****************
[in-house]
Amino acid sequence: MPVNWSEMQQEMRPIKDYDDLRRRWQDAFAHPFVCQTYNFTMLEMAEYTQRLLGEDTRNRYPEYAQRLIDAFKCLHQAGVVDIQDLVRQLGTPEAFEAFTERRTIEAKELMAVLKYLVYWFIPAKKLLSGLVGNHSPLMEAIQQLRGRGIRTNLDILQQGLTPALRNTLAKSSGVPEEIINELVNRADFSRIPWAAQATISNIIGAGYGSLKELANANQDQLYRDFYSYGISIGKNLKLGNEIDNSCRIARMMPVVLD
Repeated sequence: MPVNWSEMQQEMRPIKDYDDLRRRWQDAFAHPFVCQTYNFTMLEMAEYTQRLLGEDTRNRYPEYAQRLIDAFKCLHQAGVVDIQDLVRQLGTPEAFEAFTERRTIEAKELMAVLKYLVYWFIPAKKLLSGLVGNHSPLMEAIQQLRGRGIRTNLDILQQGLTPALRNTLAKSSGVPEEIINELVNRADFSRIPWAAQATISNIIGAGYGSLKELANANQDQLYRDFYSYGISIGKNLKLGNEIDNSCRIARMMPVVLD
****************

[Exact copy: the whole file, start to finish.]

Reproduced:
[in-house]
Amino acid sequence: MPVNWSEMQQEMRPIKDYDDLRRRWQDAFAHPFVCQTYNFTMLEMAEYTQRLLGEDTRNRYPEYAQRLIDAFKCLHQAGVVDIQDLVRQLGTPEAFEAFTERRTIEAKELMAVLKYLVYWFIPAKKLLSGLVGNHSPLMEAIQQLRGRGIRTNLDILQQGLTPALRNTLAKSSGVPEEIINELVNRADFSRIPWAAQATISNIIGAGYGSLKELANANQDQLYRDFYSYGISIGKNLKLGNEIDNSCRIARMMPVVLD
Repeated sequence: MPVNWSEMQQEMRPIKDYDDLRRRWQDAFAHPFVCQTYNFTMLEMAEYTQRLLGEDTRNRYPEYAQRLIDAFKCLHQAGVVDIQDLVRQLGTPEAFEAFTERRTIEAKELMAVLKYLVYWFIPAKKLLSGLVGNHSPLMEAIQQLRGRGIRTNLDILQQGLTPALRNTLAKSSGVPEEIINELVNRADFSRIPWAAQATISNIIGAGYGSLKELANANQDQLYRDFYSYGISIGKNLKLGNEIDNSCRIARMMPVVLD